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I brute forced this one. All the multiples of 3 + 1 will have a remainder of 1: 4,7,10,13,16,19,22,25,28,31,34,37,40,43,46,49 - 16 numbers total But then I thought, no way it's this easy and thought about 1. 1/3 would also have a remainder of 1, making the answer 17.

1 also gives 1 remainder when divided by 3, another number is 4, then 7 and so on. Hence we have an arithmetic progression: 1, 4, 7, 10,..... 49, which are in the form 3n+1. Now we have to find out number of terms. tn=a+(n-1)d, where tn is the nth term of an AP, a is the first term and d is the common difference. so, 49 = 1+(n-1)3 or, (n-1)3 = 48 or, n-1 = 16 or, n = 17

an-I know that 51/17=3, in order to have a reminder +1, i will take x=16 an=16*3+1=49

Could you please explain this in detail??

I have meant that 51=3*x, than x=17, since we have limits from 0 to 50 inclusive the last number in sequence is 49 which is =16*3+1, as 50=16*3+2.
_________________

well Bibha, I would like to expalin this in a logical manner rather than by mathematical expression. each no. which is 1 more than multiple of three would be in this series. so upto 50 there are 16 such no.s so correspondingly there are 16 no.s which are 1 more than a multiple of three and the last being 49. reply me if it is not clear.

How many integers from 0 to 50, inclusive, have a remainder of 1 when divided by 3 ?

A. 15 B. 16 C. 17 D. 18 E. 19

Algebraic way:

Integer have a remainder of 1 when divided by 3 --> \(n=3p+1\), where \(p\) is an integer \(\geq{0}\), so \(n\) can take the following values: 1, 4, 7, ...

\(n=3p+1\leq{50}\) --> \(3p\leq{49}\) --> \(p\leq{16\frac{1}{3}}\) --> so \(p\), can take 17 values from 0 to 16, inclusive.

Does it mean that if zero is included in any similar problem like this then we should consider it, no matter what the divisor is??? Ex- if question say any no. between 0 and 50, inclusive, divisible by 3 Answer will still be 17 Is it right
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Does it mean that if zero is included in any similar problem like this then we should consider it, no matter what the divisor is??? Ex- if question say any no. between 0 and 50, inclusive, divisible by 3 Answer will still be 17 Is it right

0 is a multiple of every integer (except zero itself), so there are \(\frac{48-0}{3}+1=17\) numbers divisible by 3 in the range 0-50 inclusive (check this: totally-basic-94862.html?highlight=range).

But in original question 0 is not considered as one of the numbers: the lowest value of n is 1 (for p=0) and the highest value of n is 49 (for p=16), so total of 17 such numbers.
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There are 48/3=16 numbers that are divisible by 3 (0 is excluded). If we add 1 to each and every of these number, we still have 16 numbers that have a remainder of 1 when divided by 3 (say 4, 7, 10,..., 49). But we have not counted 0 yet, 0+1 equals 1, 1 has a remainder of 1 when divided by 3.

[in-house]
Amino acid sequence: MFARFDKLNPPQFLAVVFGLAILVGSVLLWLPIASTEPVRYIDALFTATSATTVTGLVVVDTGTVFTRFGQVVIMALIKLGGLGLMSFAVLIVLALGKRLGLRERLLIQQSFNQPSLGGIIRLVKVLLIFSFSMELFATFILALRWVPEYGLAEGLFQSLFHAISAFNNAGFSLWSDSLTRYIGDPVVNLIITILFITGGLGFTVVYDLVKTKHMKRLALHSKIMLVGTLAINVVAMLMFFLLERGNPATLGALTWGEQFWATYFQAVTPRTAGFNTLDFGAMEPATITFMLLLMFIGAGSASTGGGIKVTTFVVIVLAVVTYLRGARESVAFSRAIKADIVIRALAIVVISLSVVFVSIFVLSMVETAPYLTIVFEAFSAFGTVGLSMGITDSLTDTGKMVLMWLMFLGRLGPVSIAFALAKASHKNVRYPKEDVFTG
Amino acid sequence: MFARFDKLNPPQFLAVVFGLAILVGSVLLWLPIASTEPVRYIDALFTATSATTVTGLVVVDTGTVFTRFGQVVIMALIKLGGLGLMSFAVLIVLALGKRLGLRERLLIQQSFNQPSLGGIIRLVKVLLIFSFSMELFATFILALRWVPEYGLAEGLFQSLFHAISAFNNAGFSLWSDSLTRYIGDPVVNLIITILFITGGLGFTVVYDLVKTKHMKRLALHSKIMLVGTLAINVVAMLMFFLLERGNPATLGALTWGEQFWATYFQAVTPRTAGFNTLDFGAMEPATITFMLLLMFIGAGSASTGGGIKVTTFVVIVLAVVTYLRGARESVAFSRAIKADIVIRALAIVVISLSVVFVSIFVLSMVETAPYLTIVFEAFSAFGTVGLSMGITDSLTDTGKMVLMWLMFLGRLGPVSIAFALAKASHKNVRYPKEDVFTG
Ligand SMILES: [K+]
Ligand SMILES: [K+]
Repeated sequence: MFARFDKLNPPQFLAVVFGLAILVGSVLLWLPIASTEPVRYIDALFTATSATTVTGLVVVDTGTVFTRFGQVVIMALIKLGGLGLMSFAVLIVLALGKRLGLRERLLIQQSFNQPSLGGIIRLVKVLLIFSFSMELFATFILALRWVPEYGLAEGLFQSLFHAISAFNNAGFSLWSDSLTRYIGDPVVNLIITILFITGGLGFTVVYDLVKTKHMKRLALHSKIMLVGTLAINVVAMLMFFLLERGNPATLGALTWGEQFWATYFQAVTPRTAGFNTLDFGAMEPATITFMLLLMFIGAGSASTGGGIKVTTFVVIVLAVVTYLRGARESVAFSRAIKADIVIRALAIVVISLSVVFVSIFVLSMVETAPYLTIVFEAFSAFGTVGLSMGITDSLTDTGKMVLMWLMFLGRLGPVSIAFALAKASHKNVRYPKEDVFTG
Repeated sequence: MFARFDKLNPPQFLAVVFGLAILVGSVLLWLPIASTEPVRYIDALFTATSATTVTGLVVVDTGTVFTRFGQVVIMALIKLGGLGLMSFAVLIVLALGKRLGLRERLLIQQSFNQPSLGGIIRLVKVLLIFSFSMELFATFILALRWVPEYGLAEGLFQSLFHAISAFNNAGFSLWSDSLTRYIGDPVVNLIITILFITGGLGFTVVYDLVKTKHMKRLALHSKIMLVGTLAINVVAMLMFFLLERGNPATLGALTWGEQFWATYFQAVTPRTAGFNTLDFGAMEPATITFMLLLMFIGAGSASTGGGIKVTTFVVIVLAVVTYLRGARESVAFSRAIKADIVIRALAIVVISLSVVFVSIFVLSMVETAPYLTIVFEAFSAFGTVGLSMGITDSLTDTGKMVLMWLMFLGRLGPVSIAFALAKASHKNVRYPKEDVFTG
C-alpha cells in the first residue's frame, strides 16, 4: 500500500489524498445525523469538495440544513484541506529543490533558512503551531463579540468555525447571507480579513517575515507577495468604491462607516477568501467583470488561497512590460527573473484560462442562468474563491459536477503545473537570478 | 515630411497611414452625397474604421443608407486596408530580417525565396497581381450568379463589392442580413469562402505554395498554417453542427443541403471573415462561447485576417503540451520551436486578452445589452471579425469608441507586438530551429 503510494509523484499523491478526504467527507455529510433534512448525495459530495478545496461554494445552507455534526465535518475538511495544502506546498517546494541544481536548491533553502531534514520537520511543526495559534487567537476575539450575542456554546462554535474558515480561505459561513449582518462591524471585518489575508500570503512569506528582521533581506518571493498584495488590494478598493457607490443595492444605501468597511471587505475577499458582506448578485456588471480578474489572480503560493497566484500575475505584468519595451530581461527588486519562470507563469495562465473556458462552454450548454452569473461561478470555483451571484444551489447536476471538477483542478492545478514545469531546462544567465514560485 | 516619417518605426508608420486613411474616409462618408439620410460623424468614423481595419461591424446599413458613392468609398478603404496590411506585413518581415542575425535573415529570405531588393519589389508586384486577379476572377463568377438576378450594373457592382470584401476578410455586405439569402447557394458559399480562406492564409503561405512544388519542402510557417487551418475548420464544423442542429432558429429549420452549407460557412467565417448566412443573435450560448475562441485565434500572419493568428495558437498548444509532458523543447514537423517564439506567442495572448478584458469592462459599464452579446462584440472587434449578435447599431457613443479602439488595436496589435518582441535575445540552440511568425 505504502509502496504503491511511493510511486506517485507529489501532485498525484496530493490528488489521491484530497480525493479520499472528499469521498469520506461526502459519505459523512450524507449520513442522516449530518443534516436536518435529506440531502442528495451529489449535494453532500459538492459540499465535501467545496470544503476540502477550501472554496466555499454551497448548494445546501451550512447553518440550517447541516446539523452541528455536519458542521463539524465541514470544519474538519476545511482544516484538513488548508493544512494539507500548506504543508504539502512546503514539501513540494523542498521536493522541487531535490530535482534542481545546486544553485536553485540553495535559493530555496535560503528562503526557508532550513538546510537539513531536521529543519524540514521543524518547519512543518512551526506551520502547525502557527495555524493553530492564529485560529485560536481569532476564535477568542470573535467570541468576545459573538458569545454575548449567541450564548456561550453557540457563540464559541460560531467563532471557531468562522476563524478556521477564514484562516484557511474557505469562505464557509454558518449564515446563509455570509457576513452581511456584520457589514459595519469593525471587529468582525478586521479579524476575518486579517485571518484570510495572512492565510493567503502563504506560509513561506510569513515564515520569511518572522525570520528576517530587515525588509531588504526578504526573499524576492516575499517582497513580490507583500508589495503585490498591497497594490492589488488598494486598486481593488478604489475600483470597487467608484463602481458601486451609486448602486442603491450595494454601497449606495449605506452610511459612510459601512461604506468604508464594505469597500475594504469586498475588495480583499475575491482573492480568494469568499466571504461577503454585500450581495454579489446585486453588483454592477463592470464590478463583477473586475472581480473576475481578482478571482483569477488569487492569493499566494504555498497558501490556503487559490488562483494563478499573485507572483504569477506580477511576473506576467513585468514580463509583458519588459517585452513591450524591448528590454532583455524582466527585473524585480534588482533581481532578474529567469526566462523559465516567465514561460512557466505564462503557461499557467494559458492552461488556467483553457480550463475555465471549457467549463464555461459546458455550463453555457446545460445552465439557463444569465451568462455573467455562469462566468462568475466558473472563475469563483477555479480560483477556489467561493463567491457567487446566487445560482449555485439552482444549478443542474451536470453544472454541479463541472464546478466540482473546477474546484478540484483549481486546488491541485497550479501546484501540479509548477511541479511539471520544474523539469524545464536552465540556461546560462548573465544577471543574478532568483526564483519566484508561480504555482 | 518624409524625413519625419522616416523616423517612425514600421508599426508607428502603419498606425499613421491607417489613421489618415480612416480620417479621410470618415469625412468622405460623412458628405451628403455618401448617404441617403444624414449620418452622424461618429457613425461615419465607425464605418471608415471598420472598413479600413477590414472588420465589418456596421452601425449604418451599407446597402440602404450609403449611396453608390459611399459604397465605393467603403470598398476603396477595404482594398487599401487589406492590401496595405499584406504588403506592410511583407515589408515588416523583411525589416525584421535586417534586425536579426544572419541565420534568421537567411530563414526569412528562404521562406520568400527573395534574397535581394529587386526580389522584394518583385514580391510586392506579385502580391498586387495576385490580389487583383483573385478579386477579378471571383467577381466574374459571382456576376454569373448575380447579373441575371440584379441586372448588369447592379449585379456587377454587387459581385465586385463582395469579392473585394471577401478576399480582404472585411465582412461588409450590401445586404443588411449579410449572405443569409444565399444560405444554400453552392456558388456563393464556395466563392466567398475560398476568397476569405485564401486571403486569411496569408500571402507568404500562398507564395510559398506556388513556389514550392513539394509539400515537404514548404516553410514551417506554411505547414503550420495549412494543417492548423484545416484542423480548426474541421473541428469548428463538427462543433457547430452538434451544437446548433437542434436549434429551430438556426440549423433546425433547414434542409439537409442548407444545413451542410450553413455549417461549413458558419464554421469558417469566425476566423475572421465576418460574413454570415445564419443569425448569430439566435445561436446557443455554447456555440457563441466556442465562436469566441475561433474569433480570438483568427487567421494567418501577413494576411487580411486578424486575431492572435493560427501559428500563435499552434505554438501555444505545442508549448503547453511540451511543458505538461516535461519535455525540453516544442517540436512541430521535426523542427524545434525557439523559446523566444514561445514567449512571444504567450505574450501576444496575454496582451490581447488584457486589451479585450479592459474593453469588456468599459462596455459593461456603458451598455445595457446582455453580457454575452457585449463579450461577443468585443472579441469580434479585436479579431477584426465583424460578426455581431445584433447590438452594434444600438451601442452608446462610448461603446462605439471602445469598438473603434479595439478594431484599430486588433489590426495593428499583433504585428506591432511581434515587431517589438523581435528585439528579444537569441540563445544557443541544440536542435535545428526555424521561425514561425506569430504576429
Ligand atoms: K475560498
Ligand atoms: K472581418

I think we can find this very quickly by using this: approximately 1/3 of the numbers from 0-50 are div by 3 so, (50/3) +1 = 16 + 1 = 17 approximately 1/2 of the numbers are div by 2 => (50/2 ) + 1 = 26 approximately 1/4 of the numbers are div by 4 => (50/4) + 1 =13 approximately 1/5 of the numbers are div by 5 => (50/5) + 1 =11 approximately 1/6 of the numbers are div by 6 => (50/6) + 1 = 9 I saw this on Bunuel's post somewhere and I thought to myself, how did he know? so I tried to calculate it and voila!, it is true...didn't try with range starting with non-zero numbers though don't forget to add one..before you are done!

when 1 is devided by 3 remainder is 1, and when 3 is devided remainder 0. 16*3=48. so upto 48 there will be 16 number which will give remainder 1 after 48, there is only 1 number up to 50 which will give 1 remainder so the answer 17

First, lets look at the range. With 1 remainder, 4-49.

So, number of elements = (49-3)/3 + 1 = 16

Now, lets not forget 1, since 1/3 -> 1 as remainder (Good one!)

So, 16 +1 = 17
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Re: How many integers from 0 to 50, inclusive, have a remainder [#permalink]

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04 Feb 2013, 23:48

Bunuel wrote:

Algebraic way:

Integer have a remainder of 1 when divided by 3 --> \(n=3p+1\), where \(p\) is an integer \(\geq{0}\), so \(n\) can take the following values: 1, 4, 7, ...

\(n=3p+1\leq{50}\) --> \(3p\leq{49}\) --> \(p\leq{16\frac{1}{3}}\) --> so \(p\), can take 17 values from 0 to 16, inclusive.

hi, i was wondering how we got 17 from the calculation that \(p\leq{16\frac{1}{3}}\) ?

my approach was:

50-0+1 = 51 integers total

0/3 has r = 0 1/3 has r = 1 2/3 has r = 2

3/3 has r = 0 ... and so on

thus there will be 1 value for every three that will have a remainder of 1 when divided by 3 (cyclicity of 3?)

so 51/3 = 17

would this method work for similar questions?

i was wondering how we treat the \(p\leq{16\frac{1}{3}}\) term when trying the algebraic method? i.e. how do we know to arrive at 17 ?

Integer have a remainder of 1 when divided by 3 --> \(n=3p+1\), where \(p\) is an integer \(\geq{0}\), so \(n\) can take the following values: 1, 4, 7, ...

\(n=3p+1\leq{50}\) --> \(3p\leq{49}\) --> \(p\leq{16\frac{1}{3}}\) --> so \(p\), can take 17 values from 0 to 16, inclusive.

hi, i was wondering how we got 17 from the calculation that \(p\leq{16\frac{1}{3}}\) ?

i was wondering how we treat the \(p\leq{16\frac{1}{3}}\) term when trying the algebraic method? i.e. how do we know to arrive at 17 ?

thanks!

We have that \(n=3p+1\), where \(p\) is an integer \(\geq{0}\). So, n can be 1 (for p=0), 4 (for p=1), 7, 10, ..., and 49 (for p=16) --> 17 values for p --> 17 values for n.

OR: \(p\leq{16\frac{1}{3}}\) implies that p can take integer values from 0 to 16, inclusive, thus it can take total of 17 values.

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